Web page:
Pediatrician believes ADHD does not exist
By Jimmy Tomlin
HIGH POINT – If there’s such a thing as an “ADHD Establishment,” Dr. Bose Ravenel stands firmly in the anti-establishment camp.
And that badge – he refers to himself as “a rebel with a cause” – is one the 70-year-old High Point pediatrician wears proudly.
“I don’t relish it,” he says, “but it doesn’t bother me because I’m convinced about what we’re doing.”
Ravenel, who has practiced in High Point since 1988, has co-authored a new book – with noted family psychologist John Rosemond – that likely will make him a lightning rod for criticism from the aforementioned ADHD Establishment.
In the book, “The Diseasing of America’s Children: Exposing the ADHD Fiasco and Empowering Parents To Take Back Control” (Thomas Nelson, $24.99), the authors not only hold the ADHD Establishment’s feet to the fire – they toss the establishment into the fire, using such pointed phrases as “a travesty of science,” “flimsy evidence,” “a scandal waiting to erupt,” and “an effort that has resulted in the manufacture of diseases that do not exist.”
Specifically, the authors contend that those “diseases that do not exist” – namely, ADD (attention-deficit disorder), ADHD (attention-deficit hyperactivity disorder) and ODD (oppositional defiant disorder) – are based on bad science, most likely do not derive from a genetic brain disorder, and therefore do not require potentially harmful medications for treatment.
They further contend that the classic ADHD symptoms such as inattention, forgetfulness, inability to focus, hyperactivity and impulsivity can be addressed through a behavioral treatment model rather than resorting to drugs.
“We believe the professional literature is skewed in the direction of overstating the effect of medications on these children and understating the potential harmful effects,” Ravenel explains.
Ironically, Ravenel admits he’s a former member of the ADHD Establishment.
“That’s why I don’t blame them, because I was there with them,” he says. “I never knew any different. As a busy doctor, you tend to read the journals that are published by authors who have heavy pharmaceutical company ties, so you’re not aware of this whole alternative perspective.”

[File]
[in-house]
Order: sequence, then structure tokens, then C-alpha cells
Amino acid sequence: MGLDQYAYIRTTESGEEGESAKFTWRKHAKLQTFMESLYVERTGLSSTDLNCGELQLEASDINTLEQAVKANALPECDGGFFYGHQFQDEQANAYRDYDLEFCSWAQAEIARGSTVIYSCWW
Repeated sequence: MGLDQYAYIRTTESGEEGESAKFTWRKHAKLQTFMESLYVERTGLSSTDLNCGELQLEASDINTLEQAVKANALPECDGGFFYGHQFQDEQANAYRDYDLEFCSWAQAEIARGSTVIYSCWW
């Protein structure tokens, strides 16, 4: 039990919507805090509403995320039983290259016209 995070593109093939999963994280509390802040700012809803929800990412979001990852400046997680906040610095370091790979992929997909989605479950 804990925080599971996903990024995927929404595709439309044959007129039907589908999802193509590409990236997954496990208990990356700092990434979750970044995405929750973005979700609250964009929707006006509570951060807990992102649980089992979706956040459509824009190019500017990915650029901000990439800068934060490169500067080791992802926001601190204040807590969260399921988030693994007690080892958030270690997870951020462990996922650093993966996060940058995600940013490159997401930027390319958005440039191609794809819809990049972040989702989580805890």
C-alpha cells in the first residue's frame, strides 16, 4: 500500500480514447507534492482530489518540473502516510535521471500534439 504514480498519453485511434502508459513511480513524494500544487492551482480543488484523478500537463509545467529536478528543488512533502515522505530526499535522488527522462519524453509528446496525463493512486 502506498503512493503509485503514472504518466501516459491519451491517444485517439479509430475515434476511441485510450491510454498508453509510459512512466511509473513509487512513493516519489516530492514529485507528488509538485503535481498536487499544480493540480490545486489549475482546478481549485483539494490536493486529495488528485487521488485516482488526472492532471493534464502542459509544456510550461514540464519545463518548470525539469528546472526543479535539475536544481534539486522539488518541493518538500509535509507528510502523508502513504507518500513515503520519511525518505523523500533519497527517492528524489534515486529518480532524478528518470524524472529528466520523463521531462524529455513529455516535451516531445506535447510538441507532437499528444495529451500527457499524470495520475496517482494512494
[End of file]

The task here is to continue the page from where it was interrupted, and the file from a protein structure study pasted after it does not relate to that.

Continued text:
About seven or eight years ago, though, Ravenel says he began to question the alarming rate at which children were being diagnosed with ADHD, particularly considering the absence of the disease in previous generations.
“That got me to begin looking seriously at those rare individuals who would write articles suggesting that ADHD is not real – I looked at why they said that,” Ravenel recalls.
His conclusion? ADHD is B-O-G-U-S.
Ravenel and Rosemond argue in their book that in the 30-plus years since ADHD was recognized as a behavior disorder, no objective diagnostic criteria have been developed; no ADHD gene has been discovered; and no ADHD biochemical imbalance has been quantified.
“We don’t believe there’s any evidence to support (ADHD’s existence), and there’s a compelling amount of evidence to support what we’re proposing,” Ravenel says. “We think everybody ought to be trying this alternative first.”
Ravenel’s primary concern, he says, is the longterm impact of ADHD medications such as Ritalin, Concerta and Adderall.
“Even establishment members would agree that no one knows what the effects of longterm exposure to these psychotropic drugs would be,” he says.
The authors recommend a four-prong behavioral approach in lieu of medication:
• Reframe the child’s self-image from that of a person with a disabled brain to one with great potential. That can be done, they say, through an old-fashioned parenting approach that combines “powerful love and powerful discipline.”
• Eliminate or restrict the child’s exposure to electronic media such as TV, video games and computers. “Children get addicted to these electronic stimuli,” Ravenel says.
• Change the child’s diet from the typical American diet of fast food, processed carbohydrates and sugars to more healthy foods. Also, fish oil supplements have been shown to benefit learning and behavior, Ravenel says.
• De-emphasize the current educational trend that requires kindergartners to learn what once wasn’t learned until first grade, because that trend causes more children to struggle and fail.
This approach has made believers out of numerous parents who have brought their children to Ravenel’s practice at Cornerstone Pediatrics, he says.
“If you talk to parents whose children were faced with the prospect of their child being on medication for the rest of their life, and then within just a few weeks or months the problem is solved, they get really passionate,” Ravenel says. “And they can’t believe other parents are not being exposed to the same idea.”
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